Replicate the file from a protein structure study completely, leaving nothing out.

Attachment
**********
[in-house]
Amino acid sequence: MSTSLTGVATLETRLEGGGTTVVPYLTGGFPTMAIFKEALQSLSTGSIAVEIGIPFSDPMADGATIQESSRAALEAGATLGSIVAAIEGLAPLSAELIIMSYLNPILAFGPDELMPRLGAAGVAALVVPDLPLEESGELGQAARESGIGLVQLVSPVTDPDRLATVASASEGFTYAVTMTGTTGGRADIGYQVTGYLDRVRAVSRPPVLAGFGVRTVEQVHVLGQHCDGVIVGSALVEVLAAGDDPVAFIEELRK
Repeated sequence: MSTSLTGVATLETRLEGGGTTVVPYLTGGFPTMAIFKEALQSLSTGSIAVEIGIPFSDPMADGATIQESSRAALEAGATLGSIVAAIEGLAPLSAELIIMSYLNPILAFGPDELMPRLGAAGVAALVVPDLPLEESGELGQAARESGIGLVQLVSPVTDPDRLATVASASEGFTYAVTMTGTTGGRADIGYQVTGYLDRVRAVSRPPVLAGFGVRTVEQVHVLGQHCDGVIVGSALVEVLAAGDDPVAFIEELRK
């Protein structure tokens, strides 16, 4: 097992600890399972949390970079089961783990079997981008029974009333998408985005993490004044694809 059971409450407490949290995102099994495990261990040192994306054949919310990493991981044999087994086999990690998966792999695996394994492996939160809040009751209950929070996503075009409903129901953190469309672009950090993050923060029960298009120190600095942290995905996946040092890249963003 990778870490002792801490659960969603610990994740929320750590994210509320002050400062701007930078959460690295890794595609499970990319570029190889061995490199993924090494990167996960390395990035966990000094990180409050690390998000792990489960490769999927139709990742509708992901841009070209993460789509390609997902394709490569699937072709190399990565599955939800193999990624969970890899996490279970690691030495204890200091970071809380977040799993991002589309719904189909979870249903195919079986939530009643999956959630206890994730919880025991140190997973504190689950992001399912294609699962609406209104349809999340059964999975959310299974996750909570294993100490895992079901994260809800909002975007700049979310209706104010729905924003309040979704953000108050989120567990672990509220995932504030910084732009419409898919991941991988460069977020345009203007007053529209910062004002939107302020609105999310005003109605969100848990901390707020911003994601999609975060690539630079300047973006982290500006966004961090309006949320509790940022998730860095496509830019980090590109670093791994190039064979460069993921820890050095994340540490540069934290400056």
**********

[in-house]
Amino acid sequence: MSTSLTGVATLETRLEGGGTTVVPYLTGGFPTMAIFKEALQSLSTGSIAVEIGIPFSDPMADGATIQESSRAALEAGATLGSIVAAIEGLAPLSAELIIMSYLNPILAFGPDELMPRLGAAGVAALVVPDLPLEESGELGQAARESGIGLVQLVSPVTDPDRLATVASASEGFTYAVTMTGTTGGRADIGYQVTGYLDRVRAVSRPPVLAGFGVRTVEQVHVLGQHCDGVIVGSALVEVLAAGDDPVAFIEELRK
Repeated sequence: MSTSLTGVATLETRLEGGGTTVVPYLTGGFPTMAIFKEALQSLSTGSIAVEIGIPFSDPMADGATIQESSRAALEAGATLGSIVAAIEGLAPLSAELIIMSYLNPILAFGPDELMPRLGAAGVAALVVPDLPLEESGELGQAARESGIGLVQLVSPVTDPDRLATVASASEGFTYAVTMTGTTGGRADIGYQVTGYLDRVRAVSRPPVLAGFGVRTVEQVHVLGQHCDGVIVGSALVEVLAAGDDPVAFIEELRK
């Protein structure tokens, strides 16, 4: 097992600890399972949390970079089961783990079997981008029974009333998408985005993490004044694809 059971409450407490949290995102099994495990261990040192994306054949919310990493991981044999087994086999990690998966792999695996394994492996939160809040009751209950929070996503075009409903129901953190469309672009950090993050923060029960298009120190600095942290995905996946040092890249963003 990778870490002792801490659960969603610990994740929320750590994210509320002050400062701007930078959460690295890794595609499970990319570029190889061995490199993924090494990167996960390395990035966990000094990180409050690390998000792990489960490769999927139709990742509708992901841009070209993460789509390609997902394709490569699937072709190399990565599955939800193999990624969970890899996490279970690691030495204890200091970071809380977040799993991002589309719904189909979870249903195919079986939530009643999956959630206890994730919880025991140190997973504190689950992001399912294609699962609406209104349809999340059964999975959310299974996750909570294993100490895992079901994260809800909002975007700049979310209706104010729905924003309040979704953000108050989120567990672990509220995932504030910084732009419409898919991941991988460069977020345009203007007053529209910062004002939107302020609105999310005003109605969100848990901390707020911003994601999609975060690539630079300047973006982290500006966004961090309006949320509790940022998730860095496509830019980090590109670093791994190039064979460069993921820890050095994340540490540069934290400056």